Last month, China’s richest man, advised young people hoping to become rich to set a “small target” of 100 million RMB, he probably should have added that they should stay out of Chinese real estate as well.
On Wednesday, in an exclusive interview with CNNMoney, Wang Jianlin said that China’s treasured real estate market is spiraling out of control. The billionaire owner of the Dalian Wanda Group, China’s largest real estate developer, stressed that the “biggest bubble in history” is the product of a disparity in housing prices between top-tier cities and lower-tier cities across the country. Increased demand for housing, fueled by the overwhelming migration of people from rural areas to urbanized ones, has created sky-high real estate prices in China’s top cities. For example, this August in Shanghai, housing prices were 31.2% higher than they were last year, according to Business Insider. And we thought our landlord had just made a mistake with last month’s rent.
The phrase “housing bubble” is a highly provocative one, considering the incredible damage to the world done by the US housing bubble in 2008, but Wang’s doomsday projections carry weight. With a net worth of $32.1 billion, made mostly in the real estate sector, we can only assume that he has some idea of what he’s talking about. Recently, Wang has focused his efforts more and more on the entertainment sector, buying up Hollywood studios and building domestic theme parks, pulling away from the commercial real estate ventures that made him rich. Additionally, many experts, analysts and people with eyes agree with Wang’s assessment that there are some serious problems with China’s housing sector.
The first problem: migration from rural areas to large cities has become a big factor in soaring housing prices. For the most part, opportunities and wealth in China are locked up in its ultra-modern urban centers. Those living in the countryside can’t get in on China’s massive accumulation of wealth unless they move away from their homes and find work in the cities. Real estate supply cannot keep up with rapidly rising demand, pushing up the prices of homes. And while more and more migrants move to top-tier cities, very few of them ever return back home. A study published yesterday found that while 80% of migrants to Beijing say that they would like to leave the capital someday; over the past 20 years, only 28% have done so.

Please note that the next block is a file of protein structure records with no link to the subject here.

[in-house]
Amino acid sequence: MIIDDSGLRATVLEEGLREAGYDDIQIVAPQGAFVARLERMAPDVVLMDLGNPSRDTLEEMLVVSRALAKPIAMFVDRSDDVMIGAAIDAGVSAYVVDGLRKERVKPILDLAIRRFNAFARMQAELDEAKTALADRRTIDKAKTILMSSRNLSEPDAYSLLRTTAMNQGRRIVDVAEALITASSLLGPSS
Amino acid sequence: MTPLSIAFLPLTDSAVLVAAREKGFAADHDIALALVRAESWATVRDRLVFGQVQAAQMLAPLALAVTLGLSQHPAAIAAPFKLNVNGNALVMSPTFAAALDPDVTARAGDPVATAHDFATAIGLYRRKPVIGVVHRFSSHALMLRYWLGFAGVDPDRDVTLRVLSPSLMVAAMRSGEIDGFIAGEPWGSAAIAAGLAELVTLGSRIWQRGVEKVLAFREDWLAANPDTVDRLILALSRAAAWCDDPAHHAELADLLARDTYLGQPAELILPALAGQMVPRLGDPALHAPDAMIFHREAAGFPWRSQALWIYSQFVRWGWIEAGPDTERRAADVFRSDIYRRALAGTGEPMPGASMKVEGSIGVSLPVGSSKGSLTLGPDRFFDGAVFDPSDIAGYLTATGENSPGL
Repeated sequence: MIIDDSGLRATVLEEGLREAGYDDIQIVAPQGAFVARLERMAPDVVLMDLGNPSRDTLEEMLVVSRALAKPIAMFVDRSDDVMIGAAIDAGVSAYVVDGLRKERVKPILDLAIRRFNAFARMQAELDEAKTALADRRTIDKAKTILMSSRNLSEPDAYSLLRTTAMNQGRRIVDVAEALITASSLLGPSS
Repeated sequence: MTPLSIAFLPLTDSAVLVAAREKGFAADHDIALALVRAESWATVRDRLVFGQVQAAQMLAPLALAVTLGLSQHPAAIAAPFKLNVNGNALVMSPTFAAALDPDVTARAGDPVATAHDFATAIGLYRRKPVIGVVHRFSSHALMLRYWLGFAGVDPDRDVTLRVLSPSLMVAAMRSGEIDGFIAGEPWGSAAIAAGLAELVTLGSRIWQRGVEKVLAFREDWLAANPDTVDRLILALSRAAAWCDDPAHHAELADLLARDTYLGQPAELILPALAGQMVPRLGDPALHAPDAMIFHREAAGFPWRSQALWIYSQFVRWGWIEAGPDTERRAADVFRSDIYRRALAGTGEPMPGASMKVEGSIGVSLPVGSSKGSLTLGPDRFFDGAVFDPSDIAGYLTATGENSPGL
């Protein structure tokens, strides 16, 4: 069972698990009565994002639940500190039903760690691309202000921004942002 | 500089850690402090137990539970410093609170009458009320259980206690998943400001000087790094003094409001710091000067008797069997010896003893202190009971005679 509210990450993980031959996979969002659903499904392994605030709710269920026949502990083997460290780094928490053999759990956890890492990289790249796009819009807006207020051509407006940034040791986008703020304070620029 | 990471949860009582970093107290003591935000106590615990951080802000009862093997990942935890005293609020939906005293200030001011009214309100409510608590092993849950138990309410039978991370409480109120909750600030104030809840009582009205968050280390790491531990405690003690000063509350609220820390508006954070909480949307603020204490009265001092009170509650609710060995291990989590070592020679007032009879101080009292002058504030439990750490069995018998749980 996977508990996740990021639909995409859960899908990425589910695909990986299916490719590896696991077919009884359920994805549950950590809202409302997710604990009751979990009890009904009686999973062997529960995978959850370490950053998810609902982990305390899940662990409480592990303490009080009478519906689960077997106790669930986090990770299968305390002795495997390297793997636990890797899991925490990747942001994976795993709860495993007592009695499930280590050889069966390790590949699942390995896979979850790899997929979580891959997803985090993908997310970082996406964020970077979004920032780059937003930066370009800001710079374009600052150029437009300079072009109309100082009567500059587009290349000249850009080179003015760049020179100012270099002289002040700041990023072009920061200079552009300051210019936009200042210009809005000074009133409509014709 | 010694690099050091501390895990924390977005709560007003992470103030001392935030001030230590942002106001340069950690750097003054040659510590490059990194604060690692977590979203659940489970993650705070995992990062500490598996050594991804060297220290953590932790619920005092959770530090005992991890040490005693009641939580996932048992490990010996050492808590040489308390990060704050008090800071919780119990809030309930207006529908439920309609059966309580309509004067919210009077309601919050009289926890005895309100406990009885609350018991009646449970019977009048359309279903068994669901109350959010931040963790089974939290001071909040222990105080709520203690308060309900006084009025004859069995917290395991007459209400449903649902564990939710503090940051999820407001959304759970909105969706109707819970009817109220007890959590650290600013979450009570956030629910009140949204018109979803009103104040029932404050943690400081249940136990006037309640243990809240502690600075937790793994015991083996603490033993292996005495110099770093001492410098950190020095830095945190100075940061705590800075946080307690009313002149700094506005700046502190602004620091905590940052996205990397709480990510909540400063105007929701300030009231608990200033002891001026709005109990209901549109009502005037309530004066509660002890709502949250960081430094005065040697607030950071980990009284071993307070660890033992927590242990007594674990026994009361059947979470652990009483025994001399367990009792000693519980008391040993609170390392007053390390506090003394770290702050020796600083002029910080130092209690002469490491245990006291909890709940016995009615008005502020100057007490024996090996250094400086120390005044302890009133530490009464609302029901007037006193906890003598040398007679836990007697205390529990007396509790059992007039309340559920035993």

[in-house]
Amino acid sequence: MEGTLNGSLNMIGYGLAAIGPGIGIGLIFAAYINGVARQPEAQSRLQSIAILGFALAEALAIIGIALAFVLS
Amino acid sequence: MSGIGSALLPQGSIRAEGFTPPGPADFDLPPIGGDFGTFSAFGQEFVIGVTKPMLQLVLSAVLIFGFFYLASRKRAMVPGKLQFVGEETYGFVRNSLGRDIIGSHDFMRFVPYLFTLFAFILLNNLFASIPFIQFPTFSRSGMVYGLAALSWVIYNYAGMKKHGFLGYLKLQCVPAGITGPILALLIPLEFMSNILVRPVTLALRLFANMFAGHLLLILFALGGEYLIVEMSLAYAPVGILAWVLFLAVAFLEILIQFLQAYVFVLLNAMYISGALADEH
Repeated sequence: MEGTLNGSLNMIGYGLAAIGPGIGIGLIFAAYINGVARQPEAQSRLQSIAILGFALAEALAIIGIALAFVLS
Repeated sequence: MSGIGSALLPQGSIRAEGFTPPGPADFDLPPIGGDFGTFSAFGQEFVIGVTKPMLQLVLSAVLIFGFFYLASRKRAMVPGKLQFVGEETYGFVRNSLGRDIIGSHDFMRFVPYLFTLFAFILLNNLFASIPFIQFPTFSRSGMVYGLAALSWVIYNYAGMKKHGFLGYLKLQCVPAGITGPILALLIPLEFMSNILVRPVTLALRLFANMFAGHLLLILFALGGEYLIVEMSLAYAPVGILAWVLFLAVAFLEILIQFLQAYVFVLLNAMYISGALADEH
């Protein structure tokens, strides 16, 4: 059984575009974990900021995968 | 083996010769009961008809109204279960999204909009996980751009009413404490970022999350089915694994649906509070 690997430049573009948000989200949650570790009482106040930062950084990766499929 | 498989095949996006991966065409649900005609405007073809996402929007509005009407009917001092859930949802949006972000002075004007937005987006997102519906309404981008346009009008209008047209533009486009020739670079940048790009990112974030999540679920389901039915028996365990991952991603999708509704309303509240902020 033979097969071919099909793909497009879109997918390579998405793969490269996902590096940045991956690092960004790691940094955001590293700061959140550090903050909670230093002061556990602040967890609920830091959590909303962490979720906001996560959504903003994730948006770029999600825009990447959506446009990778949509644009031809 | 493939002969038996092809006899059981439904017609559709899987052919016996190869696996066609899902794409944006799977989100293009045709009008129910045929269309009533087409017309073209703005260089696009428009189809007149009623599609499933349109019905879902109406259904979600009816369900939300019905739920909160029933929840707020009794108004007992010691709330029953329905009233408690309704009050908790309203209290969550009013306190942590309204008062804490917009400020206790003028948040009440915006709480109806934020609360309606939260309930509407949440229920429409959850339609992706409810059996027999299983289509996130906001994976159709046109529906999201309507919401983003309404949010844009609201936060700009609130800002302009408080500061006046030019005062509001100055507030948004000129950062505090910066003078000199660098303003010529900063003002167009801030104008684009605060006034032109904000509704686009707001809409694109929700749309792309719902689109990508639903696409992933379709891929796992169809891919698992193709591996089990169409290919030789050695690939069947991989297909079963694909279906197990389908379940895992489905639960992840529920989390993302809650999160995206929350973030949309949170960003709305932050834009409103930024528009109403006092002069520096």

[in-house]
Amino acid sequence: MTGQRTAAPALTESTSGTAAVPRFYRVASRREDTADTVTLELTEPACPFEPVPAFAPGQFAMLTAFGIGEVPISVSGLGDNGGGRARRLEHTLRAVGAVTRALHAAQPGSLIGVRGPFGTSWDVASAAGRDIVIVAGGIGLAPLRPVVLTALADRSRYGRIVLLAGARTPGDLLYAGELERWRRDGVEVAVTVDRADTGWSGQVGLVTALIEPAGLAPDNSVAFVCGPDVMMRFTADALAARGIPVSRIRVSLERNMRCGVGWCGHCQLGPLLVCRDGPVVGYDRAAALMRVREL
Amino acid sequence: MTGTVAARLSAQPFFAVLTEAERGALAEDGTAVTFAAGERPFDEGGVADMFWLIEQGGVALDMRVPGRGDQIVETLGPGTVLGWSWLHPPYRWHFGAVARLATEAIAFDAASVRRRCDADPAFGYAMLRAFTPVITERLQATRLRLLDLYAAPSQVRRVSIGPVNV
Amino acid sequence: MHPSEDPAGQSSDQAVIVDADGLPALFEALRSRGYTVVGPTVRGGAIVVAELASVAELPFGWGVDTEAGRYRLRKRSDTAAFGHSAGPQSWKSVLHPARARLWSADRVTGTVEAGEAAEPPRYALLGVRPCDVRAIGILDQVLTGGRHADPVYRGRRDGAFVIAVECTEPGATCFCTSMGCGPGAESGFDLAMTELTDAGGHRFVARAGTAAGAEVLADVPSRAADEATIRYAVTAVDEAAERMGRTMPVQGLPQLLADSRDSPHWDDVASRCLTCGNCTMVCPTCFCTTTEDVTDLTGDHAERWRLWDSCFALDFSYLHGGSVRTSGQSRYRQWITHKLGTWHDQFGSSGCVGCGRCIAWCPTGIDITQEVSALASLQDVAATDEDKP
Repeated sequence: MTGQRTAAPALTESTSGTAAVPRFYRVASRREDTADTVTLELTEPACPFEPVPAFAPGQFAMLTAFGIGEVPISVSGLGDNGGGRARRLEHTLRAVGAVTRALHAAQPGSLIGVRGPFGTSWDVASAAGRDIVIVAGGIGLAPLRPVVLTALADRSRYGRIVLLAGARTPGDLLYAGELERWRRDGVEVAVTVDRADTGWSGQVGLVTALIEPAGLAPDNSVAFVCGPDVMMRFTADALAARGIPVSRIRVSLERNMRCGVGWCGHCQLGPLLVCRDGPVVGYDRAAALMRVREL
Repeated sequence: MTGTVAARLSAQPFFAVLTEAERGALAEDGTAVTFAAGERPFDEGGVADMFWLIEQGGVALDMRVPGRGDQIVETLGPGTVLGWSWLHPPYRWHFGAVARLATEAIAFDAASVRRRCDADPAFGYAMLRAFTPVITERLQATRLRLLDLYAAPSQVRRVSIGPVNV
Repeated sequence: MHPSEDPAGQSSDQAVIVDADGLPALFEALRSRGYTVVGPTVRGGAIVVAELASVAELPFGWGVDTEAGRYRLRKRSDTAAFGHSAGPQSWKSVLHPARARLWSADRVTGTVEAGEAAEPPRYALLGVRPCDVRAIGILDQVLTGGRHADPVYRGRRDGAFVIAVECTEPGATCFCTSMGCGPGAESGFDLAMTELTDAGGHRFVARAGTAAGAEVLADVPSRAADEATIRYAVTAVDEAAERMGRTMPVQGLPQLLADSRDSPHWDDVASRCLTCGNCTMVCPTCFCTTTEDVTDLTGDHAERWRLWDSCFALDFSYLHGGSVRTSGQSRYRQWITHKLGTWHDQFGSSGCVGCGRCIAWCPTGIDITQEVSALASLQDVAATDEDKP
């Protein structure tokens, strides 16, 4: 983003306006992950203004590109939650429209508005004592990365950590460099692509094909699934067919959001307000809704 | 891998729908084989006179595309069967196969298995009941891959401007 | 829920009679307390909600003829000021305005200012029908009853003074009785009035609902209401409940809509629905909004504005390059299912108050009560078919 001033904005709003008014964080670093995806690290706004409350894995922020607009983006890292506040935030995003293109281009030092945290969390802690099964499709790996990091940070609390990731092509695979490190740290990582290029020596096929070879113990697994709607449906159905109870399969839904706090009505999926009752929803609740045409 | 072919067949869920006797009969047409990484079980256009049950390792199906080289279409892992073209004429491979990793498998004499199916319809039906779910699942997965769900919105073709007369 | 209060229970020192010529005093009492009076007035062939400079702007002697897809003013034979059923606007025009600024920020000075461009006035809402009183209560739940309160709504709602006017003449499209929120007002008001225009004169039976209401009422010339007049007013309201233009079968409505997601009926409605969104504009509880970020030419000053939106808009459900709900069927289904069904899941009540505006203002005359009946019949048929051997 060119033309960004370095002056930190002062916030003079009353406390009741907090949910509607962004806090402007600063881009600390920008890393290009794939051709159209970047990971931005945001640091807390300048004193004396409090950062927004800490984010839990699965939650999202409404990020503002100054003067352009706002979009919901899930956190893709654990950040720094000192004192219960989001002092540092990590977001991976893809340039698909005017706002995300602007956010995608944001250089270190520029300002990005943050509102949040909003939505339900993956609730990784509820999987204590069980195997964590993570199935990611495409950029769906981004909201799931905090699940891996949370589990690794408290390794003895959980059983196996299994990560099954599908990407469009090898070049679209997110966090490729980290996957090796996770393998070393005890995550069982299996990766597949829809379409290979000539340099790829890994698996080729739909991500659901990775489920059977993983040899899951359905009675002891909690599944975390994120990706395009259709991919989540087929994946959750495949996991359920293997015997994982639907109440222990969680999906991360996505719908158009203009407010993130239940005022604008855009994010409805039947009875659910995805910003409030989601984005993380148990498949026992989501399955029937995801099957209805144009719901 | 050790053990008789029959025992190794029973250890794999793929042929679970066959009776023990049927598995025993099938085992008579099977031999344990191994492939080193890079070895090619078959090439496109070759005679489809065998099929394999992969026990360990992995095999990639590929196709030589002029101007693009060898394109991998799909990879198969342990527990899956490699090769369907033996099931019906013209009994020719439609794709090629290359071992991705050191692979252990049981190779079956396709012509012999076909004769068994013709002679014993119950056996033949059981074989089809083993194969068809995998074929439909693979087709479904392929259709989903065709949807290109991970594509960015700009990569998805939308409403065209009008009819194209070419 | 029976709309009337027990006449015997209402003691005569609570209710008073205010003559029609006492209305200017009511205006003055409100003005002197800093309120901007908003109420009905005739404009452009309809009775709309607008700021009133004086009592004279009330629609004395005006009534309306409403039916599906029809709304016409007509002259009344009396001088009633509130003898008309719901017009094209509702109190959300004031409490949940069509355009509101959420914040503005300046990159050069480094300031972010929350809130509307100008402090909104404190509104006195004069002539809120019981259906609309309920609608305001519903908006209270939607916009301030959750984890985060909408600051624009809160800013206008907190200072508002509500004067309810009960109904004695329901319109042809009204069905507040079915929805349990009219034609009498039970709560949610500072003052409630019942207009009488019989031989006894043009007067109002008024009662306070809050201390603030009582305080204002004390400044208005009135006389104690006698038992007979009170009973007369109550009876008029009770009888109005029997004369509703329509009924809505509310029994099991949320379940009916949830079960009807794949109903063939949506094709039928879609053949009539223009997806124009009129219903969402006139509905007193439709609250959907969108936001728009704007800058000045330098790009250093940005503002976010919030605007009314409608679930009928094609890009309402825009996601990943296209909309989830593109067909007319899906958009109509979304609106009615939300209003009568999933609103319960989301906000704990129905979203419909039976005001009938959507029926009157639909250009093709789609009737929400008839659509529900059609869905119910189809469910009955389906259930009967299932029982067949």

The second problem: The housing bubble. As reported by Forbes, during periods of unstable increases in housing prices, the government has intervened and restricted home sales, encouraged large down payments on property, and even punished property agents for trying to hype up the market. Meanwhile, in times of relatively low housing prices, the government has relaxed these tight controls, leading to risky lending. Since last year, there has been a 30% increase in outstanding mortgages. This kind of behavior has also given rise to a supposed “shadow economy,” which buys up outstanding debt and then repackages and resells it. Why does that sound so familiar?
The third problem: even though there is a dramatic lack of confidence in the real estate market, consumers are still trying to purchase homes. A survey by the People’s Bank of China found that 53.7% of respondents thought that China’s real estate prices are “high and hard to accept,” according Business Insider. Less than half of those surveyed found prices to be “acceptable,” while 23% expected prices to rise next quarter, against 11.9% who thought they would fall. Given these statistics, it’s hard to believe that housing sales are up 38% from last year.
Well, at least over two-thirds of Chinese wealth isn’t tied up in property… oh wait! As reported by Bloomberg, Chinese homeowners have come to see near double-digit real-estate returns as a birthright. According to one study, more than 70% of Chinese household wealth is in real estate. This all could go a long way to explaining this viral video of a new real estate opening in Hangzhou that generated a lot of discussion on Chinese social media this week:
And it could also help to explain why couples lined up to get divorced on Monday in Nanjing, so that they could exploit the city’s new property buying restrictions on households.
We could go on…
— Chris Buckley 储百亮 (@ChuBailiang) September 29, 2016
Just this week, a Chinese firm purchased a building located in downtown Sydney for the auspicious sum of $88,888,888 AUD. Coincidence? Again, no. More and more Chinese investors are diversifying their property holdings by buying real estate in more “stable” economies.
So, is this the end of the world as we know it? No, is probably the simple answer. The fact is that China’s economy remains quasi state-controlled, and it is very unlikely that the government will allow the market to suffer much. In his interview with CNN, Wang went on to explain how China’s real estate market hasn’t yet “bottomed out,” which would open up policy options for local governments. Since 2005, analysts have been speculating that China’s housing bubble will pop. A decade later and nothing like that has happened, this goes some way to show the resilience of the system that Beijing has put into place. Increases in housing prices are also not quite at the level they were at in 2014. So, it looks like there is still hope yet.
Of course, if the bubble does burst, China still has Wang’s son and his 2.5 million RMB nights at the KTV to help the Chinese economy recover.
By Seamus Gibson
[Video via CNNMoney]